Police Killings Won’t Stop

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  • slorter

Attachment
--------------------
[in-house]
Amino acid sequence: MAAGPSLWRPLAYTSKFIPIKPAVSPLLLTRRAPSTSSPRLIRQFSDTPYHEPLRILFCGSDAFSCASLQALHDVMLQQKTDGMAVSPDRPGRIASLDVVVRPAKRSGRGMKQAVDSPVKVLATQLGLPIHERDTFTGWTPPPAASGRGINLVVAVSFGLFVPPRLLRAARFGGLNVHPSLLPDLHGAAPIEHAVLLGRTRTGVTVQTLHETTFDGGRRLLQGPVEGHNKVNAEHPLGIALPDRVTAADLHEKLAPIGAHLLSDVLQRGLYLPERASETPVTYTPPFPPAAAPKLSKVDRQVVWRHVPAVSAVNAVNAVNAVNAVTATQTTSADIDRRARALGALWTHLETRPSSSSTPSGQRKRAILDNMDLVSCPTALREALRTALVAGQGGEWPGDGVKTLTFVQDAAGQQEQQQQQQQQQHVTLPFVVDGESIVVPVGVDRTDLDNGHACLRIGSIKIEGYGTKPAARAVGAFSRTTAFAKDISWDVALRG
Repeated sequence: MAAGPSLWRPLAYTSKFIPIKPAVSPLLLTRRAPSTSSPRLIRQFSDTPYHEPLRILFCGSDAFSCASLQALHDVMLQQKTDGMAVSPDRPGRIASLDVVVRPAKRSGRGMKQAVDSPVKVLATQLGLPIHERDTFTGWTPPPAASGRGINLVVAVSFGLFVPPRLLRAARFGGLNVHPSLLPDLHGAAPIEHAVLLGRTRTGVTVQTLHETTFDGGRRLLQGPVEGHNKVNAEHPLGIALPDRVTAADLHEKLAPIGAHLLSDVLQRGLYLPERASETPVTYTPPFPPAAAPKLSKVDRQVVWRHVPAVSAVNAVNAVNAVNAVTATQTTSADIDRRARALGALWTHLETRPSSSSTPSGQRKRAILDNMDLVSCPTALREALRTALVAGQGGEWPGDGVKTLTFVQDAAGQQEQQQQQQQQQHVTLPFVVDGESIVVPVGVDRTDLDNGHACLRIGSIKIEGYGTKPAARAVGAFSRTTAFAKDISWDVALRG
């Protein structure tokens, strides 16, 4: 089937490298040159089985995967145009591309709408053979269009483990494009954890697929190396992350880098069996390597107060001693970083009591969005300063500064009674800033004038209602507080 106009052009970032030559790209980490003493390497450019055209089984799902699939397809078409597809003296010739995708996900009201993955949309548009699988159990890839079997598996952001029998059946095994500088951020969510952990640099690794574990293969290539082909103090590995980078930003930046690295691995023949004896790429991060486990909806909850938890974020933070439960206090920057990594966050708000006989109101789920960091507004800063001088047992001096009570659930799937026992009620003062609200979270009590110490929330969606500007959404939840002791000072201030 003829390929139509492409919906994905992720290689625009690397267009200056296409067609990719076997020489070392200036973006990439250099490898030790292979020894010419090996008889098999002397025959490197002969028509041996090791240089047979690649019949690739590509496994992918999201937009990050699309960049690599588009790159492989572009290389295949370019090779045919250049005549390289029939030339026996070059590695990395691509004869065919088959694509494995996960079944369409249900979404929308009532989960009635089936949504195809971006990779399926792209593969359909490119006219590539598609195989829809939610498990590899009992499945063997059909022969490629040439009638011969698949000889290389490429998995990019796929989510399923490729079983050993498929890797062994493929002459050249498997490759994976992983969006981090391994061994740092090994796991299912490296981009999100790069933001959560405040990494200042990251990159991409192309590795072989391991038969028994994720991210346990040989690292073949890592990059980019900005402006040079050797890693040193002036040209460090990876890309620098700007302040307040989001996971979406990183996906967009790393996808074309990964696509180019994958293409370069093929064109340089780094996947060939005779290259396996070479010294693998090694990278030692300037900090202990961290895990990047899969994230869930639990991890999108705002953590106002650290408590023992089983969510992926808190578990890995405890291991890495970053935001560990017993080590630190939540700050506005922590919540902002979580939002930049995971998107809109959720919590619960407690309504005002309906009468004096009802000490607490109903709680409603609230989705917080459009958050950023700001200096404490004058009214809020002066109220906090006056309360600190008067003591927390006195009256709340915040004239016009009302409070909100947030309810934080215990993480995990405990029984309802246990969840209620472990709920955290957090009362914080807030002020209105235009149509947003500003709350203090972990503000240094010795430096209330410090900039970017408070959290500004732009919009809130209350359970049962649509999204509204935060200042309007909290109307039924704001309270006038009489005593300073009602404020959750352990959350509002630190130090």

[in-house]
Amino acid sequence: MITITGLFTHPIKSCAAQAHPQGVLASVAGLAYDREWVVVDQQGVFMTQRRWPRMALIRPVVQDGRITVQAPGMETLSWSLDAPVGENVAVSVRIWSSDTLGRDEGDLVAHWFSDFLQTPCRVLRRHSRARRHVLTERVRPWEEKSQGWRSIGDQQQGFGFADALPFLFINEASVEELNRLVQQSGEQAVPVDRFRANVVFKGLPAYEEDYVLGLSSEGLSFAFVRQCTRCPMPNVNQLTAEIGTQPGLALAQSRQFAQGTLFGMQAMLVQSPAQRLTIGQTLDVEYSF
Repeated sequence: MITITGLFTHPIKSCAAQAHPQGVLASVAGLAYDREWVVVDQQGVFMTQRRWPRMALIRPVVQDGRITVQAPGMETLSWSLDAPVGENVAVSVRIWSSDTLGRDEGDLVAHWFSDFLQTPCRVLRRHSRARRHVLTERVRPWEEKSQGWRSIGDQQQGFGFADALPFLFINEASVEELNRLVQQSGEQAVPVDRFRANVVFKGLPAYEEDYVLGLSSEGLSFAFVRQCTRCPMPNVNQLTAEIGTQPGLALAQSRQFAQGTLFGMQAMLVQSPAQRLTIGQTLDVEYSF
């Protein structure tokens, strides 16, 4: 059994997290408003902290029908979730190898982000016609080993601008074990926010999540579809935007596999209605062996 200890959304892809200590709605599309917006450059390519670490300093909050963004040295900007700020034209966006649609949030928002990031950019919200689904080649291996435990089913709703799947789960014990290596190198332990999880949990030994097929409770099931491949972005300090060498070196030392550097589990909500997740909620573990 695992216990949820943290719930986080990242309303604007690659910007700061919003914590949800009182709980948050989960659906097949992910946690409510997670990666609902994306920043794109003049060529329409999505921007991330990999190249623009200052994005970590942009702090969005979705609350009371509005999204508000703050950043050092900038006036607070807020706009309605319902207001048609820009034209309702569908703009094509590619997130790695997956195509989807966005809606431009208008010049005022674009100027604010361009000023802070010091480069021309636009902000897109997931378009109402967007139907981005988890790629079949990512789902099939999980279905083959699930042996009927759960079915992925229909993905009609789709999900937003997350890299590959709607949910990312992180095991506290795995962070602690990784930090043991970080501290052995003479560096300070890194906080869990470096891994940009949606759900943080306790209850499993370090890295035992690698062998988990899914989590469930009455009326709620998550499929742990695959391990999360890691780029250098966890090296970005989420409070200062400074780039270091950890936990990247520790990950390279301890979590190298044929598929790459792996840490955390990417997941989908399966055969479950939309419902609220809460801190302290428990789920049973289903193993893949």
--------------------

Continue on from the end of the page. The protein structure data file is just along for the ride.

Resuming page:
NO they will not! But they could solve the problem easily! The current approach to recovery in Europe and elsewhere is deeply flawed. It is based on the same ideological perspectives that created the problem. Introducing a viable socially liveable minimum wage and offering a worker a public sector job at that wage will neither break the budget nor undermine the capacity to engage in longer-term structural reform. Through a well-designed system, that integrated a flexible pool of public sector minimum wage jobs with vocational training and rehabilitation institutions, and regional labour market analysis and strategic planning, the productive capacity of the workforce could be constantly developed, maximising national competitive advantage in a race to the top, not the bottom. By thus enhancing the efficiency of the labour market, the enhanced economic security of workers (that would tend to empower them to make greater demands in the lower levels of the labour market) would be offset (from the employers’ point of view) by an increased supply (both quantitatively and qualitatively) of available productive workers. As for the social benefits of using all willing labour, these hardly need explaining. People routinely excluded from employment because of disability, or other forms of entrenched discrimination, can be accommodated with tailor-made jobs, if need be, that can be progressively modified as a rehabilitation program, while providing the worker with the dignity and economic security of steady, paid employment. The same system could also provide vocational experience opportunities for higher education and technical college students. To the extent that people would require attendant carers and other supports to participate in the workforce, these otherwise non-existent jobs could be filled by other Job Guarantee workers. The problem is that the people who run our societies, the people who provide the campaign donations, who control the editorial policy of television networks, who fund the think-tanks, who bankroll the ‘economic education’ campaigns, who run banks and other corporations, who transfer back and forth between the upper echelons of government and the corporations, etc., do not see the elimination of poverty and unemployment as desirable at all. Labour underutilisation preserves the social domination of employers over workers.